MIAMI (AP) – Students in Miami, Fort Lauderdale, Houston and Dallas were heading to school Thursday, hours after school officials in those cities said they received threats similar to the ones received by the Los Angeles and New York school districts earlier this week.
Meanwhile, two Indiana school districts did cancel classes after also getting threats.
The Miami-Dade County, Dallas and Houston school districts announced on their websites that “less-than-credible” threats were received by email late Wednesday evening, and that schools would be open Thursday. Officials from Broward County Public Schools in Fort Lauderdale said they also received a threat. In a tweet sent Thursday, the district announced that all schools would be open Thursday morning.
The districts are among the nation’s largest – Miami ranks fourth, Broward is sixth, Houston is seventh and Dallas is 14th.
In Dallas, officials with the Dallas Independent School District said some teachers and staff members at two schools – Pinkston High and Martinez Elementary – received emailed threats and notified district officials. The district’s police department activated its emergency response protocol and began working with other law enforcement agencies to make sure the schools were safe.
Officials said bomb-sniffing dogs were brought to both schools and at 2:20 a.m. CST, Dallas police said they found no credible threat. Schools across the Dallas area were open Thursday.
“We need to make sure that we don’t overreact to fear,” Dallas police Chief David Brown said.
Dallas Mayor Mike Rawlings agreed, adding, “Obviously someone is trying to scare Dallas and that is not going to work.”
Robert Mock, police chief for the Houston Independent School District, said random overnight searches by patrol officers and explosives-detecting dogs turned up nothing after district officials, including the superintendent, received the threat by email.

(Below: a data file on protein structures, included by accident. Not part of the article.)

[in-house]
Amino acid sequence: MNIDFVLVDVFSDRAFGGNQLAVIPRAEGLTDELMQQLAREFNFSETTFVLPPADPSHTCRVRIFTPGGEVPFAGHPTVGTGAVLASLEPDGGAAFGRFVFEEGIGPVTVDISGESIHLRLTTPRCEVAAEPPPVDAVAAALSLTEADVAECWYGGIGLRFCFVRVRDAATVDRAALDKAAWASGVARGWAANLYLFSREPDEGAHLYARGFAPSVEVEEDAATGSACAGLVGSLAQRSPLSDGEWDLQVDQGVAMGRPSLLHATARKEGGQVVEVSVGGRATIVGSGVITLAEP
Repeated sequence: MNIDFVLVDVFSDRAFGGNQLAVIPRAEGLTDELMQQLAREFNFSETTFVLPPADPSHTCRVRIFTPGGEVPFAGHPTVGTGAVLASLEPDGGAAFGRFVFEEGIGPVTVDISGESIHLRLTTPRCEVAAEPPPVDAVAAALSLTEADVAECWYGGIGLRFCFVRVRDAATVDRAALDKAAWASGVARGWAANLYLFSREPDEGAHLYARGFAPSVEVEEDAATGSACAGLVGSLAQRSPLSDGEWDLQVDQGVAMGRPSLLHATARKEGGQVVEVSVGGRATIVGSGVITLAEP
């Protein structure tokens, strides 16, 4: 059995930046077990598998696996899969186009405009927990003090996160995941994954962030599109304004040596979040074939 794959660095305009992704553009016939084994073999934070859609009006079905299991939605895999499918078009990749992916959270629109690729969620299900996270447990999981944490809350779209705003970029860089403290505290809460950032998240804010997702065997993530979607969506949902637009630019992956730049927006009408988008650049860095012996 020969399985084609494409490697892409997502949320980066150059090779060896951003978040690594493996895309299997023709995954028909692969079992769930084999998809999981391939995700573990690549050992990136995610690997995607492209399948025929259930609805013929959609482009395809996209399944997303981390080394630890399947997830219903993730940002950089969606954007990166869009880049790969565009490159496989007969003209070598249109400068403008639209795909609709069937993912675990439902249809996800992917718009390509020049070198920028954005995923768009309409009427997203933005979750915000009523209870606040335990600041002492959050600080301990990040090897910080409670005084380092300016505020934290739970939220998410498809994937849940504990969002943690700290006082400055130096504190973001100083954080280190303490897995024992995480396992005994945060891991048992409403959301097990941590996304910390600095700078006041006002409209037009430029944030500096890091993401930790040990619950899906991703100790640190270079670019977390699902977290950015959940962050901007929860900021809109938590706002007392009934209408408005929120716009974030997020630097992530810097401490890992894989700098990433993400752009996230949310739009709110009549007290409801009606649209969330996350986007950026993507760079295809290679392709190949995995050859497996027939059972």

“Everything’s been normal, schools are in session, kids are learning,” Mock said Thursday morning,
He added that he doesn’t want to downplay the message because “a threat is a threat.” But he said the message referred to weapons and explosives among unsophisticated content that was “so far over the top the logistics just didn’t pan out.”
School officials in Miami and Fort Lauderdale haven’t released details about the threats, but said on their websites they were similar to those received in New York and Los Angeles earlier in the week. Los Angeles, which has the nation’s second-largest school districts, closed Tuesday after receiving the threat. Officials in New York determined the threat was a hoax and kept schools open that day.
In Miami, school officials said district police immediately contacted federal, state and local law enforcement agencies and promised to deploy extra security to schools.
Law enforcement officers were making sweeps of schools in Houston to ensure student safety. They encouraged parents and students to be vigilant and report any suspicious activity to police and said no specific school was threatened there.
In central Indiana, two school districts canceled classes Thursday. The Danville Community School Corporation said two students were arrested after allegedly making threats against schools in separate incidents. And in Plainfield, west of Indianapolis, students were told to stay home Thursday after a threat was “directed to the high school.”
It’s rare for a major U.S. city to close all its schools because of a threat and the closures in Los Angeles reflected the lingering unease in Southern California following the attack that killed 14 people at a holiday luncheon two weeks ago in San Bernardino.
Associated Press writers Diana Heidgerd and David Warren in Dallas, Mike Graczyk in Houston and Rick Callahan in Indianapolis contributed to this report.